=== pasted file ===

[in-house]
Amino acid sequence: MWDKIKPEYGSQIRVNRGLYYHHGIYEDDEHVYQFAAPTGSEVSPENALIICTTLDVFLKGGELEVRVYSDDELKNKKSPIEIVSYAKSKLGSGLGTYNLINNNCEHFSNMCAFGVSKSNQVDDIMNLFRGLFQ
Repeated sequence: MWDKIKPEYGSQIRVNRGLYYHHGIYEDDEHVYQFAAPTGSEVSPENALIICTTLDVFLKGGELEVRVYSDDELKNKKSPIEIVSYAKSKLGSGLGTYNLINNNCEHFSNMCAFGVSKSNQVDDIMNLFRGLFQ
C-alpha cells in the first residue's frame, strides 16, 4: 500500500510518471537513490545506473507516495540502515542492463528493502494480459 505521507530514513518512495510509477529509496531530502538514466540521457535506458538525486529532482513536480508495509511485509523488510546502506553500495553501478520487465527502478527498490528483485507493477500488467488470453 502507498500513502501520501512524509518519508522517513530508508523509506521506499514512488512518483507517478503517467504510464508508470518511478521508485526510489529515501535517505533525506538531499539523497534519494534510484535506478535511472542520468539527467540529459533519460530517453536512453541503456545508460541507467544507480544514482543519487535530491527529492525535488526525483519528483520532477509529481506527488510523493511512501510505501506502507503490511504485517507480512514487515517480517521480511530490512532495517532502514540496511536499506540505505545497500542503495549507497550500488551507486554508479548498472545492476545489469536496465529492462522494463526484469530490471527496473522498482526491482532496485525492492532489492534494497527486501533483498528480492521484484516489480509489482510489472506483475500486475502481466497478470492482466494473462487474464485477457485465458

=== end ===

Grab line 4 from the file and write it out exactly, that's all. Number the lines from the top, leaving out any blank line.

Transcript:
C-alpha cells in the first residue's frame, strides 16, 4: 500500500510518471537513490545506473507516495540502515542492463528493502494480459 505521507530514513518512495510509477529509496531530502538514466540521457535506458538525486529532482513536480508495509511485509523488510546502506553500495553501478520487465527502478527498490528483485507493477500488467488470453 502507498500513502501520501512524509518519508522517513530508508523509506521506499514512488512518483507517478503517467504510464508508470518511478521508485526510489529515501535517505533525506538531499539523497534519494534510484535506478535511472542520468539527467540529459533519460530517453536512453541503456545508460541507467544507480544514482543519487535530491527529492525535488526525483519528483520532477509529481506527488510523493511512501510505501506502507503490511504485517507480512514487515517480517521480511530490512532495517532502514540496511536499506540505505545497500542503495549507497550500488551507486554508479548498472545492476545489469536496465529492462522494463526484469530490471527496473522498482526491482532496485525492492532489492534494497527486501533483498528480492521484484516489480509489482510489472506483475500486475502481466497478470492482466494473462487474464485477457485465458